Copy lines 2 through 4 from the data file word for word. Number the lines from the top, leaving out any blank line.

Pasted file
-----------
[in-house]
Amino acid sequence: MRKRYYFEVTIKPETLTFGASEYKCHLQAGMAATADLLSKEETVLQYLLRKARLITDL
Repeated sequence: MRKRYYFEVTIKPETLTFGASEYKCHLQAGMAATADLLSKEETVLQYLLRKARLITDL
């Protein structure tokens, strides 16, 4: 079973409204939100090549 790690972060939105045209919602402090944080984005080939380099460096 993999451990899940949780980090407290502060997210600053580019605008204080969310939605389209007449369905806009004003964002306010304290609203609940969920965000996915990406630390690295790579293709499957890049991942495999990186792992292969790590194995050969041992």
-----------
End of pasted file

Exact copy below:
Amino acid sequence: MRKRYYFEVTIKPETLTFGASEYKCHLQAGMAATADLLSKEETVLQYLLRKARLITDL
Repeated sequence: MRKRYYFEVTIKPETLTFGASEYKCHLQAGMAATADLLSKEETVLQYLLRKARLITDL
């Protein structure tokens, strides 16, 4: 079973409204939100090549 790690972060939105045209919602402090944080984005080939380099460096 993999451990899940949780980090407290502060997210600053580019605008204080969310939605389209007449369905806009004003964002306010304290609203609940969920965000996915990406630390690295790579293709499957890049991942495999990186792992292969790590194995050969041992």